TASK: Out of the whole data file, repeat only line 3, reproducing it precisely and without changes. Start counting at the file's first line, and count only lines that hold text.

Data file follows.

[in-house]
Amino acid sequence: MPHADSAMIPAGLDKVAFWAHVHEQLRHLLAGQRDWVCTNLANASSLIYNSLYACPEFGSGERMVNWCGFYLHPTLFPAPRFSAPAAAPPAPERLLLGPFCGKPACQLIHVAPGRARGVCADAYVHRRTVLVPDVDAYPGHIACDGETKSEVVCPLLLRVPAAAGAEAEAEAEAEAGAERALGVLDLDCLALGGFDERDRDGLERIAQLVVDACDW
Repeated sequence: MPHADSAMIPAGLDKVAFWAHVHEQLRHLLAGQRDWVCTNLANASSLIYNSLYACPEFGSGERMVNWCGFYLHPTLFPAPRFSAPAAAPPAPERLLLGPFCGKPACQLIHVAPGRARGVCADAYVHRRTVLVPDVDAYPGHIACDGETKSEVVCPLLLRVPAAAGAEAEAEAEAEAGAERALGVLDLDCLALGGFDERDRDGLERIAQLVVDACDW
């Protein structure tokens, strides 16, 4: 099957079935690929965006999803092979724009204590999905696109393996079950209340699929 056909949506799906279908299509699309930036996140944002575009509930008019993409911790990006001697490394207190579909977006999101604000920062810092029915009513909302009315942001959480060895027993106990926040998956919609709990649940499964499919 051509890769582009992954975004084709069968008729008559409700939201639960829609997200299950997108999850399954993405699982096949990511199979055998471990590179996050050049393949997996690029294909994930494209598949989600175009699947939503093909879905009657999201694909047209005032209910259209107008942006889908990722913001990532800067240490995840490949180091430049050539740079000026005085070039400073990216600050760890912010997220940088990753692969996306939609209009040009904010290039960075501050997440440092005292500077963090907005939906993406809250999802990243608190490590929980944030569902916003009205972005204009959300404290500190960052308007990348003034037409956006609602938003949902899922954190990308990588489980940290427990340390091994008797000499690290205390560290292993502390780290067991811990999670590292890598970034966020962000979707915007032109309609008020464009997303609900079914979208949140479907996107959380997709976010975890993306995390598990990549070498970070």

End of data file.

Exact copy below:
Repeated sequence: MPHADSAMIPAGLDKVAFWAHVHEQLRHLLAGQRDWVCTNLANASSLIYNSLYACPEFGSGERMVNWCGFYLHPTLFPAPRFSAPAAAPPAPERLLLGPFCGKPACQLIHVAPGRARGVCADAYVHRRTVLVPDVDAYPGHIACDGETKSEVVCPLLLRVPAAAGAEAEAEAEAEAGAERALGVLDLDCLALGGFDERDRDGLERIAQLVVDACDW